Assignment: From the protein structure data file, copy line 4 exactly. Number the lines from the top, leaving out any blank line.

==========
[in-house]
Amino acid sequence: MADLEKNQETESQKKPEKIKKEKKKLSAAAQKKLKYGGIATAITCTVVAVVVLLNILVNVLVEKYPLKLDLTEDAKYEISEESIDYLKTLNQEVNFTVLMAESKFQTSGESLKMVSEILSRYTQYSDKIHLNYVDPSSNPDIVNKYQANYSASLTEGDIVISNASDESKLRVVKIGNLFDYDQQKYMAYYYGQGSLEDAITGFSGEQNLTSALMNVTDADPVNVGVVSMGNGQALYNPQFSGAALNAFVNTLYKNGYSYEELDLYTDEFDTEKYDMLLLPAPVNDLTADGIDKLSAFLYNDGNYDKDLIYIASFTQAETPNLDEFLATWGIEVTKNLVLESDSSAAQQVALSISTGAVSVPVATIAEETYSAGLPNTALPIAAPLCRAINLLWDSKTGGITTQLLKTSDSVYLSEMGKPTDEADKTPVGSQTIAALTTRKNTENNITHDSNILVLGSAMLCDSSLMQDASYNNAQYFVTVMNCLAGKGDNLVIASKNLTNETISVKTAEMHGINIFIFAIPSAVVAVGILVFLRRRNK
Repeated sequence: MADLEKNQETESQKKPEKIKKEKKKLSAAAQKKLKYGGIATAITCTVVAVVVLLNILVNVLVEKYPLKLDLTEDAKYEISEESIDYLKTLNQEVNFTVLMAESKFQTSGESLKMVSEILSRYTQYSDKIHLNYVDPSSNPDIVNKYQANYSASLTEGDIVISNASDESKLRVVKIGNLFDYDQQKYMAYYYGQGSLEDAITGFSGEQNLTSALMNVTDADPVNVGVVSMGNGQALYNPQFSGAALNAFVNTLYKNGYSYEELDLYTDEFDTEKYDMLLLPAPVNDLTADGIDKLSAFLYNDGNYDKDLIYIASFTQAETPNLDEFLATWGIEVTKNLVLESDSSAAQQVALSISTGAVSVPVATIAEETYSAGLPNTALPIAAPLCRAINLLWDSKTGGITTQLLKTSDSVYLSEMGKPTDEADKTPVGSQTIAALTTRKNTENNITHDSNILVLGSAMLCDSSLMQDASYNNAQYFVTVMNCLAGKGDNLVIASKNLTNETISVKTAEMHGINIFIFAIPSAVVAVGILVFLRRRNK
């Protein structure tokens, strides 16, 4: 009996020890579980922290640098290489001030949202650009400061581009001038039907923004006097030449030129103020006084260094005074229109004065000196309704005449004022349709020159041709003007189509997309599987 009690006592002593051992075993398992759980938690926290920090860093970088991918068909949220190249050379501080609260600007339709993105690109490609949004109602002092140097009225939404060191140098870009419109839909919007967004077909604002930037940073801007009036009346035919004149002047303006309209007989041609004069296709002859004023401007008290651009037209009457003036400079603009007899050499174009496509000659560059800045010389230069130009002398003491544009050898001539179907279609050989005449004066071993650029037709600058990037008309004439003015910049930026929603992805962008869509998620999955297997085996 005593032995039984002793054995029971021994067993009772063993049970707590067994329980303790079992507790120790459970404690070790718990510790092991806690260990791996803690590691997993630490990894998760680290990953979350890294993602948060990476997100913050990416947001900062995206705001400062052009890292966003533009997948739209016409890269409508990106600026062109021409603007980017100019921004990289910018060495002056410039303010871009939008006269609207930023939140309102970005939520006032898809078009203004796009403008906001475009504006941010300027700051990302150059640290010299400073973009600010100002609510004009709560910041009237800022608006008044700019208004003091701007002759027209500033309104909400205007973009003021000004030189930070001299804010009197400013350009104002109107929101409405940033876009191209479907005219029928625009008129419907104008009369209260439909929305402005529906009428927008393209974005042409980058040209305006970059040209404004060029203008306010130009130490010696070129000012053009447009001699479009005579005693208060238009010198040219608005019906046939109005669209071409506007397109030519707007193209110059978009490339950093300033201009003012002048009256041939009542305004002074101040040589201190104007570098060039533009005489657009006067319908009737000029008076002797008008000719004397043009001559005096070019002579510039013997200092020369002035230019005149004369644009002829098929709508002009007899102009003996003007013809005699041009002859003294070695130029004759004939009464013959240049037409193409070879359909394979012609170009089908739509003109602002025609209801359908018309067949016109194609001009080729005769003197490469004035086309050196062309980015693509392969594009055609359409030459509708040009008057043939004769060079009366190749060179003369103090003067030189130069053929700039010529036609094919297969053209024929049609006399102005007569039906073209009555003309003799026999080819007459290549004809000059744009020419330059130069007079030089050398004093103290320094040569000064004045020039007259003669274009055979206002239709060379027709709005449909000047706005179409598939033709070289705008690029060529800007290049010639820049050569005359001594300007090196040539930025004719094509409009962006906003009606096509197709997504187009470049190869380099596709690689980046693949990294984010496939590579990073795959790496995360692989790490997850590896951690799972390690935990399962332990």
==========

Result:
């Protein structure tokens, strides 16, 4: 009996020890579980922290640098290489001030949202650009400061581009001038039907923004006097030449030129103020006084260094005074229109004065000196309704005449004022349709020159041709003007189509997309599987 009690006592002593051992075993398992759980938690926290920090860093970088991918068909949220190249050379501080609260600007339709993105690109490609949004109602002092140097009225939404060191140098870009419109839909919007967004077909604002930037940073801007009036009346035919004149002047303006309209007989041609004069296709002859004023401007008290651009037209009457003036400079603009007899050499174009496509000659560059800045010389230069130009002398003491544009050898001539179907279609050989005449004066071993650029037709600058990037008309004439003015910049930026929603992805962008869509998620999955297997085996 005593032995039984002793054995029971021994067993009772063993049970707590067994329980303790079992507790120790459970404690070790718990510790092991806690260990791996803690590691997993630490990894998760680290990953979350890294993602948060990476997100913050990416947001900062995206705001400062052009890292966003533009997948739209016409890269409508990106600026062109021409603007980017100019921004990289910018060495002056410039303010871009939008006269609207930023939140309102970005939520006032898809078009203004796009403008906001475009504006941010300027700051990302150059640290010299400073973009600010100002609510004009709560910041009237800022608006008044700019208004003091701007002759027209500033309104909400205007973009003021000004030189930070001299804010009197400013350009104002109107929101409405940033876009191209479907005219029928625009008129419907104008009369209260439909929305402005529906009428927008393209974005042409980058040209305006970059040209404004060029203008306010130009130490010696070129000012053009447009001699479009005579005693208060238009010198040219608005019906046939109005669209071409506007397109030519707007193209110059978009490339950093300033201009003012002048009256041939009542305004002074101040040589201190104007570098060039533009005489657009006067319908009737000029008076002797008008000719004397043009001559005096070019002579510039013997200092020369002035230019005149004369644009002829098929709508002009007899102009003996003007013809005699041009002859003294070695130029004759004939009464013959240049037409193409070879359909394979012609170009089908739509003109602002025609209801359908018309067949016109194609001009080729005769003197490469004035086309050196062309980015693509392969594009055609359409030459509708040009008057043939004769060079009366190749060179003369103090003067030189130069053929700039010529036609094919297969053209024929049609006399102005007569039906073209009555003309003799026999080819007459290549004809000059744009020419330059130069007079030089050398004093103290320094040569000064004045020039007259003669274009055979206002239709060379027709709005449909000047706005179409598939033709070289705008690029060529800007290049010639820049050569005359001594300007090196040539930025004719094509409009962006906003009606096509197709997504187009470049190869380099596709690689980046693949990294984010496939590579990073795959790496995360692989790490997850590896951690799972390690935990399962332990």